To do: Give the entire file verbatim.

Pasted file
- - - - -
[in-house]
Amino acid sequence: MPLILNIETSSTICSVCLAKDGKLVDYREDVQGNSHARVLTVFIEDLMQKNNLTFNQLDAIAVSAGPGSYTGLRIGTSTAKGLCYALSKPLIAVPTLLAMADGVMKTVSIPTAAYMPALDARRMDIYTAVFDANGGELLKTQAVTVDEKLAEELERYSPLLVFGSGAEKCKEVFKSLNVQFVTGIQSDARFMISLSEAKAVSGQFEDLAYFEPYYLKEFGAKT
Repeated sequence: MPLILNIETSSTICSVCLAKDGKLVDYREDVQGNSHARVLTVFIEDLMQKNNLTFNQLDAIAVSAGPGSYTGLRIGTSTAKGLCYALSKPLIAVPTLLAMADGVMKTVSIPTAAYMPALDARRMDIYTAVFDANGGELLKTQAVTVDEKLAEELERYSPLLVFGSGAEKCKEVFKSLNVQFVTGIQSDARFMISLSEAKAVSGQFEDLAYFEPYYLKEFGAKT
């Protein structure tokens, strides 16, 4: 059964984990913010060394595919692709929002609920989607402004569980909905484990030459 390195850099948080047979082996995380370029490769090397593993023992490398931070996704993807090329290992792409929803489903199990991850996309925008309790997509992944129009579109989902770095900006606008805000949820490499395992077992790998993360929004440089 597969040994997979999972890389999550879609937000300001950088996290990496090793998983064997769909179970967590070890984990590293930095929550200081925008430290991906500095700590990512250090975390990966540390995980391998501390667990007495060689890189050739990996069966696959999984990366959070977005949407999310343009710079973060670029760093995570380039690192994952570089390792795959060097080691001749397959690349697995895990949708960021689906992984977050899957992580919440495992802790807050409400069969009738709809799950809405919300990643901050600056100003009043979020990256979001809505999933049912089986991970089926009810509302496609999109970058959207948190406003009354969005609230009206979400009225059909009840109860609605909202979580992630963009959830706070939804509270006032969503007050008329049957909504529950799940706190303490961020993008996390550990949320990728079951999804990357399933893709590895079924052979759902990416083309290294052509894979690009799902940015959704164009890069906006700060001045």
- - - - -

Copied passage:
[in-house]
Amino acid sequence: MPLILNIETSSTICSVCLAKDGKLVDYREDVQGNSHARVLTVFIEDLMQKNNLTFNQLDAIAVSAGPGSYTGLRIGTSTAKGLCYALSKPLIAVPTLLAMADGVMKTVSIPTAAYMPALDARRMDIYTAVFDANGGELLKTQAVTVDEKLAEELERYSPLLVFGSGAEKCKEVFKSLNVQFVTGIQSDARFMISLSEAKAVSGQFEDLAYFEPYYLKEFGAKT
Repeated sequence: MPLILNIETSSTICSVCLAKDGKLVDYREDVQGNSHARVLTVFIEDLMQKNNLTFNQLDAIAVSAGPGSYTGLRIGTSTAKGLCYALSKPLIAVPTLLAMADGVMKTVSIPTAAYMPALDARRMDIYTAVFDANGGELLKTQAVTVDEKLAEELERYSPLLVFGSGAEKCKEVFKSLNVQFVTGIQSDARFMISLSEAKAVSGQFEDLAYFEPYYLKEFGAKT
């Protein structure tokens, strides 16, 4: 059964984990913010060394595919692709929002609920989607402004569980909905484990030459 390195850099948080047979082996995380370029490769090397593993023992490398931070996704993807090329290992792409929803489903199990991850996309925008309790997509992944129009579109989902770095900006606008805000949820490499395992077992790998993360929004440089 597969040994997979999972890389999550879609937000300001950088996290990496090793998983064997769909179970967590070890984990590293930095929550200081925008430290991906500095700590990512250090975390990966540390995980391998501390667990007495060689890189050739990996069966696959999984990366959070977005949407999310343009710079973060670029760093995570380039690192994952570089390792795959060097080691001749397959690349697995895990949708960021689906992984977050899957992580919440495992802790807050409400069969009738709809799950809405919300990643901050600056100003009043979020990256979001809505999933049912089986991970089926009810509302496609999109970058959207948190406003009354969005609230009206979400009225059909009840109860609605909202979580992630963009959830706070939804509270006032969503007050008329049957909504529950799940706190303490961020993008996390550990949320990728079951999804990357399933893709590895079924052979759902990416083309290294052509894979690009799902940015959704164009890069906006700060001045």